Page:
When it comes to motorsport engines, each one is designed and tuned to meet the requirements of a specific application. For this reason, choosing the proper oil blend for your engine can determine whether you’re achieving the optimal performance and protection you expect. As you know, every motorsport engine runs at a different rpm range and temperature based on the nature of the sport. But there’s an additional, often overlooked factor that can contribute to engine performance: the outdoor temperature the engine is operating in.
In Canada, between late fall and early spring, it is extremely important to make sure you’re using the correct oil blend for the specific outdoor temperature. Snowmobile engines are a perfect example of a motorsport engine required to run in our cold Canadian weather. When started, the oil temperature in a cold snowmobile engine can be anywhere from zero to -40 degrees Celsius. Once started, the engine will climb to an average temperature between 40-70 degrees. This can also be true for multi-season engines in ATVs, side-by-sides, power equipment and even motorcycles.
In order to start your engine in cold weather without risking damage, specific oil blends have been formulated to be “thinner” which will, in turn, increase pumpability throughout your engine.
Oil Viscosities Explained
Most commonly available motor oils are multi-weight blends designed to address the issues of varying temps and operating conditions. These oils are measured based on their specific viscosity, or weight, which can be interpreted by the viscosity code labeled on the bottle. These three-part viscosity codes depict three separate aspects of measurement for that specific oil blend.
- The starting number indicates the low temperature viscosity of that specific blend, which indicates the ability for the oil to be pumped and flow at colder temperatures. There are six different variations: 0, 5, 10, 15, 20 and 25. The lower the number, the more easily the oil flows in colder temperatures. This means that oil blends with a lower number offer greater fluidity at lower temperatures and are preferred for cold-weather applications—they provide faster oil delivery and allow the engine to reach operating temperature faster.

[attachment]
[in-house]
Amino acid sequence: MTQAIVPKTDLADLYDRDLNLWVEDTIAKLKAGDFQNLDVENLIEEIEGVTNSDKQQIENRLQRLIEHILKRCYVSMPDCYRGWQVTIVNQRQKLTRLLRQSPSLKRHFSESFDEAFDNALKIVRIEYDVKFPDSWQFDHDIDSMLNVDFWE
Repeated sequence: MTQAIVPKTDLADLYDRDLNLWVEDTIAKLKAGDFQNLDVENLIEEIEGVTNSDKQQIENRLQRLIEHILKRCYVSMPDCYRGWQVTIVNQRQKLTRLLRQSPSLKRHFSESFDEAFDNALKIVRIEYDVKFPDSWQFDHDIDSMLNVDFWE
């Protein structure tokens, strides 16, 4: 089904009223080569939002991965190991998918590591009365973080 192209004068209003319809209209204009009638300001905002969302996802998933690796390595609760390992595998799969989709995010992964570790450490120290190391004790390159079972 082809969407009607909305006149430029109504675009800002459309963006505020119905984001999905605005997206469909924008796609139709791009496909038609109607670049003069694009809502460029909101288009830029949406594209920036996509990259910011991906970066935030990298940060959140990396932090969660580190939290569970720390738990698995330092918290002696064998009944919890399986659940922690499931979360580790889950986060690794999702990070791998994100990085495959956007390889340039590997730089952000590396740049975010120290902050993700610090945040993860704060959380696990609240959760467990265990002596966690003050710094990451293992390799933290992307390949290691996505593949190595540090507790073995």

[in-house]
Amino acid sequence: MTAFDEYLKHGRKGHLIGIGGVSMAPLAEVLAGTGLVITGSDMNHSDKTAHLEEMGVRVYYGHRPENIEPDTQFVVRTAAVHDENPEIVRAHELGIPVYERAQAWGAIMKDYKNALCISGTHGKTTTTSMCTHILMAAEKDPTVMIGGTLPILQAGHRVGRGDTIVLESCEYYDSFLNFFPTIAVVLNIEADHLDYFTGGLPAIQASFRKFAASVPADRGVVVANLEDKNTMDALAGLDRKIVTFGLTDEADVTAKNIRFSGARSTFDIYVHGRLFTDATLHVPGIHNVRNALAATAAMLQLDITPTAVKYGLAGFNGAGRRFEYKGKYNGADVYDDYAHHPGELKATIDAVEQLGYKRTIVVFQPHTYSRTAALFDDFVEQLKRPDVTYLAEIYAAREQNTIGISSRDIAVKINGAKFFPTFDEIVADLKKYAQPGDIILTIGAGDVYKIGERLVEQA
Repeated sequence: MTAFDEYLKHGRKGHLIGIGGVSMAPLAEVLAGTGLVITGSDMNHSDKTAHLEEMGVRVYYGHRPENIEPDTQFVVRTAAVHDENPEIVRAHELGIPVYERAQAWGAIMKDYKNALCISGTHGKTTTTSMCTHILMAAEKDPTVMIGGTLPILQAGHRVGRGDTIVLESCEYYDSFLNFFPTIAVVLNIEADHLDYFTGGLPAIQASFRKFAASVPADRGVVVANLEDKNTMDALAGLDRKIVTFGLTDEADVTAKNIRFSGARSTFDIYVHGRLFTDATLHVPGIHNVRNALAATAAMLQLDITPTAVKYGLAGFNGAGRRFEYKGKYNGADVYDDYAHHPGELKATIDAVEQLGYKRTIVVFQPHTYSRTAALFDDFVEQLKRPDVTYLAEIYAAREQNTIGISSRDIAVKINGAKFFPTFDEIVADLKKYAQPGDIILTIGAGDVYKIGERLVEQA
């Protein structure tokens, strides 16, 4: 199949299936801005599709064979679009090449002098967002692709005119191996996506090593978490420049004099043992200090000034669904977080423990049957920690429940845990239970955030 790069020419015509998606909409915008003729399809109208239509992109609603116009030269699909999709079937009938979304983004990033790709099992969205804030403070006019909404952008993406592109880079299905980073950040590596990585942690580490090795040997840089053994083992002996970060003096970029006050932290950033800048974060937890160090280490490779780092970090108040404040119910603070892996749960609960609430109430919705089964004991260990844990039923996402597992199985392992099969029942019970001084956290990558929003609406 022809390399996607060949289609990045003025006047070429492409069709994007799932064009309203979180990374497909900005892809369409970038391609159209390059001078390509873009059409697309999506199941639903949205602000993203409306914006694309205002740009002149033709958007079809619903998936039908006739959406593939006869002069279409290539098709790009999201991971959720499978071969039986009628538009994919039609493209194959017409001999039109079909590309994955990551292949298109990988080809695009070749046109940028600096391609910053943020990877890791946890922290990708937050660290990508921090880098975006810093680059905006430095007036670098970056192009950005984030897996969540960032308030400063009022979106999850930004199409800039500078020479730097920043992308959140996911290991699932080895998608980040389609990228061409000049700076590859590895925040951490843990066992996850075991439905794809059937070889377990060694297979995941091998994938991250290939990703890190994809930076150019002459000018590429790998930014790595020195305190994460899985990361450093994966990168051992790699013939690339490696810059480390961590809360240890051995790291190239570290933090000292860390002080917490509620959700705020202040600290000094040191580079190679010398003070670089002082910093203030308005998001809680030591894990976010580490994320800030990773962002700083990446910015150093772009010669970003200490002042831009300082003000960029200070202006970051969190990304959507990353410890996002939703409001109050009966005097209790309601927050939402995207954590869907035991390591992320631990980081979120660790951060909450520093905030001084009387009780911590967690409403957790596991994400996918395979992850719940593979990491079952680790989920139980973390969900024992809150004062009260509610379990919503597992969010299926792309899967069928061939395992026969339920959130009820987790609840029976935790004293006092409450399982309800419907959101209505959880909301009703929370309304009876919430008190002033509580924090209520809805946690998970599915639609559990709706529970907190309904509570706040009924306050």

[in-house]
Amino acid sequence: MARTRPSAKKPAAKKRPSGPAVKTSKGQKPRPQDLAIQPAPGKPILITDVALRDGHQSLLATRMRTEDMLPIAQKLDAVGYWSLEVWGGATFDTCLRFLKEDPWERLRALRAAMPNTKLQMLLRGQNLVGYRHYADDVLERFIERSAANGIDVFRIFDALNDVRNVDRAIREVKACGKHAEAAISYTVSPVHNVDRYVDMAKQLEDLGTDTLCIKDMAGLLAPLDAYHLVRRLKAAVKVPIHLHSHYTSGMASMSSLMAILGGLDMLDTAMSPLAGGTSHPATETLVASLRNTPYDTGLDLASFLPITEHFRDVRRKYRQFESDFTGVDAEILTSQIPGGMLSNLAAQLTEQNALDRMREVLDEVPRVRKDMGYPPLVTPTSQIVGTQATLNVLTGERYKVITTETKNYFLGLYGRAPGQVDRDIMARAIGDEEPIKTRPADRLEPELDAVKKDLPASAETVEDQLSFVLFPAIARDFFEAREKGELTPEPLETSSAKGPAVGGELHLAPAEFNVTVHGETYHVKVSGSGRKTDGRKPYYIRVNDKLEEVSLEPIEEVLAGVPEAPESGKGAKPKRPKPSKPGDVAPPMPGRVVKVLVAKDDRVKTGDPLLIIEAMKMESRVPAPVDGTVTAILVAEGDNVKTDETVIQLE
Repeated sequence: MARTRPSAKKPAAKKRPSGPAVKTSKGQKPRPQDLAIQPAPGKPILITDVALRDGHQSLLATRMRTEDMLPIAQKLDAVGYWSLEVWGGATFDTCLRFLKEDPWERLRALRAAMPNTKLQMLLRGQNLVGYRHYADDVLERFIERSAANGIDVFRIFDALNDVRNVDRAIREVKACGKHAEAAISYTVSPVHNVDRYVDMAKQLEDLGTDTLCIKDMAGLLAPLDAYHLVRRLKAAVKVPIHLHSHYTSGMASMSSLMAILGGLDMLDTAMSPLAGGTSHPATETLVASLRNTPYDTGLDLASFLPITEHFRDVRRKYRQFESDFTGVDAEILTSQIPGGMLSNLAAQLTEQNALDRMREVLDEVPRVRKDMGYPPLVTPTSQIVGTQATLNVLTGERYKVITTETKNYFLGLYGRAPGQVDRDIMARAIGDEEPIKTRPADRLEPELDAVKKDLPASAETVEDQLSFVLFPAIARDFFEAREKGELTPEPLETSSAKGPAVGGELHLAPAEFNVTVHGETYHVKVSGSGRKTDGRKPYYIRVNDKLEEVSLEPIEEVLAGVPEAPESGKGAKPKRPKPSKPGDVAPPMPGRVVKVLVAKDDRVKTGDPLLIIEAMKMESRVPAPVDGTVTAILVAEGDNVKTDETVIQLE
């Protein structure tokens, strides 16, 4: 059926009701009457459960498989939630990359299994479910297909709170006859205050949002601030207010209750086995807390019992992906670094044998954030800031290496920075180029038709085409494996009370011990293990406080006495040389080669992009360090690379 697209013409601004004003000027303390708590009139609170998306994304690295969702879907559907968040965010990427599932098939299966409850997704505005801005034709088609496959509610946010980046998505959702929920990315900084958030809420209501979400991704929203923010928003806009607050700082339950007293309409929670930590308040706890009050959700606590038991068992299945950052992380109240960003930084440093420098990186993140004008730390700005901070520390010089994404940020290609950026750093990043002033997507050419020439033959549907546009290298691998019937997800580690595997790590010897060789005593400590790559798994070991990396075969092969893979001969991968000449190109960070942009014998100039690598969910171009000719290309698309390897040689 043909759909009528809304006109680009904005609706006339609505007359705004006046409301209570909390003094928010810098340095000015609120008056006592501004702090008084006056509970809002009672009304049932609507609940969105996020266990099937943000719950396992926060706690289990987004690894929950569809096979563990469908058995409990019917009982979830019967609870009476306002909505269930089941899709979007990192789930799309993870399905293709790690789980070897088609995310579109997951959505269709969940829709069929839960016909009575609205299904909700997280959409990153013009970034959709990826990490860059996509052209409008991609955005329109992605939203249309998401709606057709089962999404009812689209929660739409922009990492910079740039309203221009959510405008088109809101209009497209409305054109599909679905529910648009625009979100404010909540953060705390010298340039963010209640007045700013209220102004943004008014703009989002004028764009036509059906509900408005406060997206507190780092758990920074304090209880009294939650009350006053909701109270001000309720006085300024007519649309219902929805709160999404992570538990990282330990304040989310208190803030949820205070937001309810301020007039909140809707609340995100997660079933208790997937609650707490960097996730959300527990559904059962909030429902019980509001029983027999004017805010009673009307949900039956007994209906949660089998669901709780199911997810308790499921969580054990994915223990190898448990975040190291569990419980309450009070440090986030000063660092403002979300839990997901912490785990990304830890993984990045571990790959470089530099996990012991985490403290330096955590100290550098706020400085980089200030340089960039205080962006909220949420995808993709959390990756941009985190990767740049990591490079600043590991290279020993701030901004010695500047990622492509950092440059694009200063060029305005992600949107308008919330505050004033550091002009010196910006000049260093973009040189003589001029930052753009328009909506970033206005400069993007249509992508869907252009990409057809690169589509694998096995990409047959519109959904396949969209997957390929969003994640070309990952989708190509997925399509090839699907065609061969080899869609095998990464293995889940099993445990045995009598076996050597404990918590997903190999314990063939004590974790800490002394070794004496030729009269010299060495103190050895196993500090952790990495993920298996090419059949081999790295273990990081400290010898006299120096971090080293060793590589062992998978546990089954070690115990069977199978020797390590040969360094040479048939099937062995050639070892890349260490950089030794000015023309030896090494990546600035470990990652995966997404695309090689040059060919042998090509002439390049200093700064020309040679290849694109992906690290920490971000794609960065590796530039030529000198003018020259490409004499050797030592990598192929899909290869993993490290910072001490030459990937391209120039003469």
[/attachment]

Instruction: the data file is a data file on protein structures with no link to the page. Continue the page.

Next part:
- The second aspect of the code is the letter W, which stands for winter. This letter, listed after the first number in the formulation, indicates that this specific oil blend can be run in the winter season. However, even though you will see the “W” on a wide range of oil blends, it is still important to remember that the lower the initial number is in the formulation, the better suited it is for colder climates.
- The third and final part of the viscosity code refers to the high-temperature viscosity measurement at engine operating conditions. This viscosity value is important for proper lubrication and protection of your engine. The most popular oil blends for winter use will have a small first number (i.e. 0 or 5), followed by a “W” and then a higher second number (20, 30, 40, 50 or 60). This indicates that the multi-viscosity oil will allow the oil to flow better at low ambient temperatures while providing the same level of protection at full engine operating temperatures.
Mineral vs. Synthetic Grades
When considering the optimal cold weather oil blend for your engine, the grade of oil also becomes a factor. Mineral-based oils, which are made up of Group I and II oil stocks, have a tendency to congeal in colder temperatures because they contain paraffins. Full synthetic oils, made from Group III and IV oil stocks, are engineered with fewer impurities and better properties than mineral-based oil, giving them better extreme low- and high-temperature performance. These higher-grade oil stocks stick to metal parts throughout the engine, allowing for more protection and generally contain higher-performing additives.
See the difference between a 0W-40 full synthetic blend vs. a 20W-40 mineral-grade blend at -20 degrees Celsius in the video below.
It is important to remember that not all oils are safe for motorsports engines; generic automotive oils do not contain the same additives as those specifically designed for ATVs, sleds and motorcycles. If you run a generic automotive oil in an ATV or motorcycle with a wet clutch, you could ruin the clutch as the added friction modifiers will be absorbed and prevent the clutch from grabbing.
In order to obtain maximum performance and optimal protection for your motorsport engine, always check the owner’s manual and/or consult your local dealer about which oil blend is best for you. By matching the season of use with the viscosity code on the bottle, you’ll keep your motorsport engine protected and running at peak performance.